"The season's best book so far gets right to the heart of the game's survival at the organizational level." (The Boston Globe, April 2, 2006)
"A compelling examination of the national pastime as seen through the prism of the commissioner's office." (The Wall Street Journal, April 1, 2006)
"Andrew Zimbalist, a man who has become a go-to guy on matters of sports economics, uses an academic approach to explain - and, perhaps surprisingly, defend - Bud Selig's 13-year tenure as commissioner of baseball." (New York Daily News)
Certain ballgames, no matter how important, turn out to be just plain dull. You want to be kept on the edge of your seat, eager for the action, but it doesn't happen. This book is like that kind of game. It's unfortunate because Andrew Zimbalist has a rich subject in Bud Selig, Major League Baseball commissioner and former owner of the Milwaukee Brewers. Many changes, both for good and for ill, have taken place on Selig's watch. And Zimbalist, an economist at Smith College who has written and consulted extensively on sports, is no rookie. But this book, his fourth on baseball, rarely captured my attention or my interest.
For a book that's subtitled "The Revolutionary Reign of Bud Selig," it takes a long time 110 out of its 218 pages of main text to get to its ostensible subject, and only five of its nine chapters deal with him exclusively. Some of the early baseball history is intriguing from 1910 to 1912, when Ty Cobb hit .385, .420 and .410, he was paid $9,000 a year; and players sent down to the minors had to pay their own way (now that hurts) but far too much space is given to Selig's eight predecessors, from Kenesaw Mountain Landis to Fay Vincent. It was amusing to read about what a strange old bird Landis was, and that Selig, as head of the search committee in 1983, was "smitten" with Bart Giamatti, who left the presidency of Yale to become commissioner and died of a heart attack just five months later. But neither of these sections does much to advance the author's thesis that Selig's reign has been revolutionary.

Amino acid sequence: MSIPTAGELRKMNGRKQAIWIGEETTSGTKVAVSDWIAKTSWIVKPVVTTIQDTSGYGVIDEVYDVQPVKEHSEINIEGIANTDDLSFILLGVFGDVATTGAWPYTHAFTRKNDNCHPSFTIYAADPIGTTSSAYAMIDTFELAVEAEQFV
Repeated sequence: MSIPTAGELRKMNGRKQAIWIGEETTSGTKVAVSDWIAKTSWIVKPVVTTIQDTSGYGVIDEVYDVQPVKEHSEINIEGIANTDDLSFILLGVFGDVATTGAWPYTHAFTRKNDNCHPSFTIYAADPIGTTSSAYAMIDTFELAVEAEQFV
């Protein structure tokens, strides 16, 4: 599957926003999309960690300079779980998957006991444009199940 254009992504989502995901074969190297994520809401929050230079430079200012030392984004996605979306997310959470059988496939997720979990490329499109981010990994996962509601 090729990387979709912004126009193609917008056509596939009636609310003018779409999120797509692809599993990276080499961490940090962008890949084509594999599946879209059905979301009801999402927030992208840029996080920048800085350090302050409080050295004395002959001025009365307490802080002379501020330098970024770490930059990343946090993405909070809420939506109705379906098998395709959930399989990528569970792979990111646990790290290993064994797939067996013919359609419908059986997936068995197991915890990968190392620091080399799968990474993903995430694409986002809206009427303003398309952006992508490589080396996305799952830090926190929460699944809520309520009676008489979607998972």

In fairness, it should be noted that when Zimbalist does get around to Selig's performance as commissioner, he asks the right questions, including:
Why did Selig wait so long to sell the Brewers after he became commissioner? Did he move quickly and effectively in dealing with the steroids scandal? How much merchandizing is too much? Is Selig acting "in the best interests of baseball" when he makes cities pay for building stadiums as a condition for getting a team (sound familiar)?
Unfortunately, Zimbalist's questions are better than his answers, although quite a bit of added information can be found in the 18 single-spaced pages of notes, many of which contain facts and opinions that would have enhanced the main text. To his credit, in response to Selig's handling of the steroid crisis, Zimbalist writes, "Thus, as in other areas, Selig might have acted more aggressively, more consistently, and more persuasively than he did. However, arguing that his actions were short of ideal is different from arguing that his actions were wrong or devious."